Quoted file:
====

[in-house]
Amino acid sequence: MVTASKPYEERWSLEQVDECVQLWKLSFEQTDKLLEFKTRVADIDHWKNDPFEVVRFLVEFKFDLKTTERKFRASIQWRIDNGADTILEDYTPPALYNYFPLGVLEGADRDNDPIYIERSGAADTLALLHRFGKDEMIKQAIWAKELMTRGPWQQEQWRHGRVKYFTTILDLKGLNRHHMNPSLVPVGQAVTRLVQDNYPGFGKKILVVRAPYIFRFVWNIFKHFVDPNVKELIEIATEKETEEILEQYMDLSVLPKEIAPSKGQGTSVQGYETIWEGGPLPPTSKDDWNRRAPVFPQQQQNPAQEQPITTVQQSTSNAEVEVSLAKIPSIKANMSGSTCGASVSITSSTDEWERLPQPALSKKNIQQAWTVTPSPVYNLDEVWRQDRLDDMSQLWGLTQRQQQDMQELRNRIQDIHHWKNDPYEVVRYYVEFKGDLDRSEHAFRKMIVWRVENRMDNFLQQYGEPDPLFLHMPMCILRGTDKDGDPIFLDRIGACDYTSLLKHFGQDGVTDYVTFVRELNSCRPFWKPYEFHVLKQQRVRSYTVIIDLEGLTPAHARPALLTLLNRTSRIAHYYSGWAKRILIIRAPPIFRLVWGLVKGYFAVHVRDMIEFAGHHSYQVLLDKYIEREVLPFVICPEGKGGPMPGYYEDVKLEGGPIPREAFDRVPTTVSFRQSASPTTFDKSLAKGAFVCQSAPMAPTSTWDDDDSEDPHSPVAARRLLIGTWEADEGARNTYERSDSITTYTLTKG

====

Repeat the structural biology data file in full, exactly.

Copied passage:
[in-house]
Amino acid sequence: MVTASKPYEERWSLEQVDECVQLWKLSFEQTDKLLEFKTRVADIDHWKNDPFEVVRFLVEFKFDLKTTERKFRASIQWRIDNGADTILEDYTPPALYNYFPLGVLEGADRDNDPIYIERSGAADTLALLHRFGKDEMIKQAIWAKELMTRGPWQQEQWRHGRVKYFTTILDLKGLNRHHMNPSLVPVGQAVTRLVQDNYPGFGKKILVVRAPYIFRFVWNIFKHFVDPNVKELIEIATEKETEEILEQYMDLSVLPKEIAPSKGQGTSVQGYETIWEGGPLPPTSKDDWNRRAPVFPQQQQNPAQEQPITTVQQSTSNAEVEVSLAKIPSIKANMSGSTCGASVSITSSTDEWERLPQPALSKKNIQQAWTVTPSPVYNLDEVWRQDRLDDMSQLWGLTQRQQQDMQELRNRIQDIHHWKNDPYEVVRYYVEFKGDLDRSEHAFRKMIVWRVENRMDNFLQQYGEPDPLFLHMPMCILRGTDKDGDPIFLDRIGACDYTSLLKHFGQDGVTDYVTFVRELNSCRPFWKPYEFHVLKQQRVRSYTVIIDLEGLTPAHARPALLTLLNRTSRIAHYYSGWAKRILIIRAPPIFRLVWGLVKGYFAVHVRDMIEFAGHHSYQVLLDKYIEREVLPFVICPEGKGGPMPGYYEDVKLEGGPIPREAFDRVPTTVSFRQSASPTTFDKSLAKGAFVCQSAPMAPTSTWDDDDSEDPHSPVAARRLLIGTWEADEGARNTYERSDSITTYTLTKG